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Keywords:

  • Trees;
  • Vigour

Abstract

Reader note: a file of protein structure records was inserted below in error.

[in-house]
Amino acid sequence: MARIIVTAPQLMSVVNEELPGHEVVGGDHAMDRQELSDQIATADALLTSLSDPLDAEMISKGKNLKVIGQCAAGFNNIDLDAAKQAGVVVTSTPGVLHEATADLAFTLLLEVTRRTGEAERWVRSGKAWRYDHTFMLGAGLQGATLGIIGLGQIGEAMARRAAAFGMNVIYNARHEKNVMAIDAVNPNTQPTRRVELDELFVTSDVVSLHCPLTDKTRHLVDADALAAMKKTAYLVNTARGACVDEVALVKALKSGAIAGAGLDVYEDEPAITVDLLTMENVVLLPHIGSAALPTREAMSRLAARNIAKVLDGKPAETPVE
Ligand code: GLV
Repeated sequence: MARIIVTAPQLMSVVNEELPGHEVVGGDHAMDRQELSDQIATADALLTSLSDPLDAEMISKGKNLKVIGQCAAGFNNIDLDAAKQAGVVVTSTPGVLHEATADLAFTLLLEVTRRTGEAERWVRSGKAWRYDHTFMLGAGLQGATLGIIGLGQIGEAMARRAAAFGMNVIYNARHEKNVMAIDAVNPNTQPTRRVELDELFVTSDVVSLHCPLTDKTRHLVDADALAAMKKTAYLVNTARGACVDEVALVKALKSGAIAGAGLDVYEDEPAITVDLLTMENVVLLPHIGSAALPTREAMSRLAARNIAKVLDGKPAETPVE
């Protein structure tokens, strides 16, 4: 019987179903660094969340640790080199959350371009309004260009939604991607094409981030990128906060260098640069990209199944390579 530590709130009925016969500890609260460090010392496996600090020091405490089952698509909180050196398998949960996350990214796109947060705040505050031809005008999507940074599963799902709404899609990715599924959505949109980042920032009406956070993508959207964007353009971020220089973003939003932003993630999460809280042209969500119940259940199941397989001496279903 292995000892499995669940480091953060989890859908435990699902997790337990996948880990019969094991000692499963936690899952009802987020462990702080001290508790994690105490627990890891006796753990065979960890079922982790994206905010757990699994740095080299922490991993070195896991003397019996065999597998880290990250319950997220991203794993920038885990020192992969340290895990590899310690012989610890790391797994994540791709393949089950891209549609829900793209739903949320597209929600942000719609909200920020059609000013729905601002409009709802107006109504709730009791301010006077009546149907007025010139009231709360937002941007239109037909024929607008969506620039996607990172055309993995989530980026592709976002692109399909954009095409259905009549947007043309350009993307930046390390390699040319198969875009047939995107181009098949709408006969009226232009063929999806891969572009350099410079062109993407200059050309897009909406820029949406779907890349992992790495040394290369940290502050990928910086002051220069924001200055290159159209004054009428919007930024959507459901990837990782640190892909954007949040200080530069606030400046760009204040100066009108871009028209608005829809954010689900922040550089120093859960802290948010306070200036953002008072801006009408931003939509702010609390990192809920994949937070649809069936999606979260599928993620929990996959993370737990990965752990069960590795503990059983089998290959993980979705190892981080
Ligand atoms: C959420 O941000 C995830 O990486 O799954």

Forests of river red gum (Eucalyptus camaldulensis Dehnh.) occur along the River Murray in Australia. These forests are important for biota, recreation, grazing, and wood products. They occur in a sub-humid to semi-arid environment and require flooding for adequate growth and regeneration. The largest continous area is the Barmah (Victoria) and Millewa (New South Wales) forest near Echuca (Vic.). Information from maps showing the extent of inundation of Barmah Forest for particular floods was related to flow data upstream of the forest, and maps showing the distribution of vegetaton and forest site quality. Vegetation associations were shown to occur in characteristics flood frequency ranges, with red gum being the dominant species on all but the highest and lowest flood frequency sites. In general, higher red gum site quality was associated with higher frequency of flooding. The extent of flooding depended on the magnitude of peak flows in the river. Regulation of the river since the first filling of Hume Dam in 1934 has caused a reduction in the frequency of flows associated with partial flooding and an increase in the occurrence of small summer floods. Areas with a high flood frequency were most affected. It is possible that the forest may change to types associated with reduced duration of inundation in the long-term unless ameliorative action is taken.